A federal judge in Newark denied Sen. Bob Menendez’s attempt to toss out the Justice Department’s bribery case against him Monday morning.
The trial, now in its seventh week, will turn to the defense case as lawyers for the New Jersey Democrat and Dr. Salomon Melgen, a wealthy ophthalmologist from Florida, try to convince jurors that prosecutors have wrongly twisted a longtime friendship into an illegal bribery scheme.
The heart of the Justice Department’s case rests on accusations that Menendez accepted political contributions, free rides on private jets and a swanky hotel suite in Paris from Melgen in exchange for agreeing to pressure other high-level federal officials in the executive branch to help resolve his wealthy friend’s business problems – “official acts” prosecutors claim put Menendez on the hook under federal bribery law.
Judge William Walls continued to hear arguments from lawyers Monday morning about whether he should throw out the charges against the two men in light of a 2016 Supreme Court decision unanimously overturning former Virginia Gov. Bob McDonnell’s bribery conviction.
The defense team urged Walls that the prosecution’s overarching “stream of benefits” theory – where many gifts are exchanged for a variety of political favors over a period of several years – cannot survive post-McDonnell. Lawyers for the defense argued that the prosecution had to show a more direct link between a specific gift followed by a specific political favor.
Walls was unpersuaded, however, finding “a rational jury could conclude the defendants entered into a quid pro quo agreement.”
Appearing to read from a lengthy written opinion he drafted ahead of time, the judge ultimately concluded: “McDonnell is not antagonistic to the stream of benefits theory.”
“We are living in a real world of reality and common sense,” Walls said. “The jury will decide whose version of what happened or didn’t happen is more likely than not.”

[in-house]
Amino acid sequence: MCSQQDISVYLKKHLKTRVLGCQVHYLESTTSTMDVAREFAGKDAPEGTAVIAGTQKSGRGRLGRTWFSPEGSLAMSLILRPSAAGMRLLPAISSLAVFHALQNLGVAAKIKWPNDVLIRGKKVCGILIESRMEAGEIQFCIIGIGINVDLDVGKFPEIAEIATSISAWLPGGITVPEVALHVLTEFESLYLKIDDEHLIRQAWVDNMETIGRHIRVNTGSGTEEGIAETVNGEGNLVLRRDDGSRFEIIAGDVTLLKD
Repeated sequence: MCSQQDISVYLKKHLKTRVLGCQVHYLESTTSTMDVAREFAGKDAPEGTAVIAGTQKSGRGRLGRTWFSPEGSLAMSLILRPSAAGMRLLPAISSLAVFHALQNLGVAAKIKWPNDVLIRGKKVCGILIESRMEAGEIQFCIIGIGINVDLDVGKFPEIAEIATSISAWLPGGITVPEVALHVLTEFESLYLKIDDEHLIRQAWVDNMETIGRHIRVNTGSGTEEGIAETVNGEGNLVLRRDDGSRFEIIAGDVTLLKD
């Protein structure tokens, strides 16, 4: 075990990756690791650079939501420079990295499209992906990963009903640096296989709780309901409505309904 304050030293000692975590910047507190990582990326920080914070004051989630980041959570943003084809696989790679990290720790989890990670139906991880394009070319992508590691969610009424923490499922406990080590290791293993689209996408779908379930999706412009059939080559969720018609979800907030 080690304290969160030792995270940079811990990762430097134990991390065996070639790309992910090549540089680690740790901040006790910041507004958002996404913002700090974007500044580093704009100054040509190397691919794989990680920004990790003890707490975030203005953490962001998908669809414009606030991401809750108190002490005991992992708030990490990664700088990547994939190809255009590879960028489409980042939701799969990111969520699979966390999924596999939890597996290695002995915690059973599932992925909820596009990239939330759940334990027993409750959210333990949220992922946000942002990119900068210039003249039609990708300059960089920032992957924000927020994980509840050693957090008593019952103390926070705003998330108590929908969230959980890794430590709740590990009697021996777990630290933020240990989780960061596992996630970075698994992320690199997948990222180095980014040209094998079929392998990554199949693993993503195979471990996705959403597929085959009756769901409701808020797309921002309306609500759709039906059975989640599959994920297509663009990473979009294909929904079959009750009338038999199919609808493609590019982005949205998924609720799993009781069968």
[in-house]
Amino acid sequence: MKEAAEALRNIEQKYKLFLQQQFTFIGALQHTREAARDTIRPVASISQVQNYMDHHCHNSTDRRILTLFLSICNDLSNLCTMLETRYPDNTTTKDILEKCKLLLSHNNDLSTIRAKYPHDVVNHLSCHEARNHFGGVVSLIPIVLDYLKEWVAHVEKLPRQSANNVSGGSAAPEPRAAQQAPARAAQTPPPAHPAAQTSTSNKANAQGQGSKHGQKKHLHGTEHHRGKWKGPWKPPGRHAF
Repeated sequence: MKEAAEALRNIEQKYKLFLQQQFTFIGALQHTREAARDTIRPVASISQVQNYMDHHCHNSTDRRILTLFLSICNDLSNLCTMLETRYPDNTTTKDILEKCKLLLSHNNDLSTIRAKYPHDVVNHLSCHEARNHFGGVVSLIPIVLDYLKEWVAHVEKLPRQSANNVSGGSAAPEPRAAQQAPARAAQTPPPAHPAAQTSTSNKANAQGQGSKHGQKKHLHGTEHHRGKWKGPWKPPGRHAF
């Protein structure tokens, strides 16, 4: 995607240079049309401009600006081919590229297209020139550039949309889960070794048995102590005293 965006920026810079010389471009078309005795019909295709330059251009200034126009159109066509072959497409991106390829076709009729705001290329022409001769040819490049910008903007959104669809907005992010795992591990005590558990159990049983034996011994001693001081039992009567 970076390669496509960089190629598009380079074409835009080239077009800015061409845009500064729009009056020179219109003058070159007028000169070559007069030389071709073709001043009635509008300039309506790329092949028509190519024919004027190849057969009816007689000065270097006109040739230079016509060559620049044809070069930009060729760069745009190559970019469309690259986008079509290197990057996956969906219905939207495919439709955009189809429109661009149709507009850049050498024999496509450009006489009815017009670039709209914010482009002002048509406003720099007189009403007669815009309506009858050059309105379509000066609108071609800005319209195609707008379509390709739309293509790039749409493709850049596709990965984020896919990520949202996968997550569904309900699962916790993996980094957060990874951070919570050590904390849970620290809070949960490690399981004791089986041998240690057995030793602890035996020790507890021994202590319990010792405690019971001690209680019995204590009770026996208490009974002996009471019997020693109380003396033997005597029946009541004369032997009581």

Prosecutors had argued in court filings over the weekend that the McDonnell decision had no effect on the stream of benefits concept and courts have more recently reaffirmed it as a valid legal theory of bribery.
Later Monday, the defense called Menendez’s son to the stand as its first witness, who described the relationship between his father and Melgen as “like brothers” and “true friends.”
The defense team hopes to show the jury the genuine friendship between the two men in order to avoid any accusation from the prosecution that they had a corrupt arrangement or conspiracy to commit bribery.
“They are the best when they are together,” Robert Menendez Jr. told jurors, depicting his father as a “serious guy” who found himself able to “unwind” around Melgen, unlike anyone else.
“When he’s with Melgen, he can be himself, he can laugh, he can – unfortunately – sing,” Menendez added about his father, prompting smiles from several jurors as he described “happy occasions” at Melgen’s vacation home in the Dominican Republic, including a 1999 trip to the island for a New Years Eve celebration when he was 14 years old.
But prosecutors tried to cast doubt on the son’s credibility when they showed his 2014 grand jury testimony indicating that his time with Melgen in 1999 was, in fact, only a “small part” of a family vacation, after he testified Monday it was a “major element.”
Melgen defense attorney Kirk Ogrosky also showed jurors various pictures of Melgen’s home at the Dominican Republic as the doctor’s wife described how the senator was a “very special person” to her, and highlighted a photograph of Melgen’s daughter’s wedding with Menendez in the background.
Yet when Ogrosky tried to offer that Menendez gave $1,000 to the daughter – one of the largest gifts for the wedding – the judge stepped in.
“That’s chump change,” Walls shot back, refusing to permit the question before the jury departed for the day.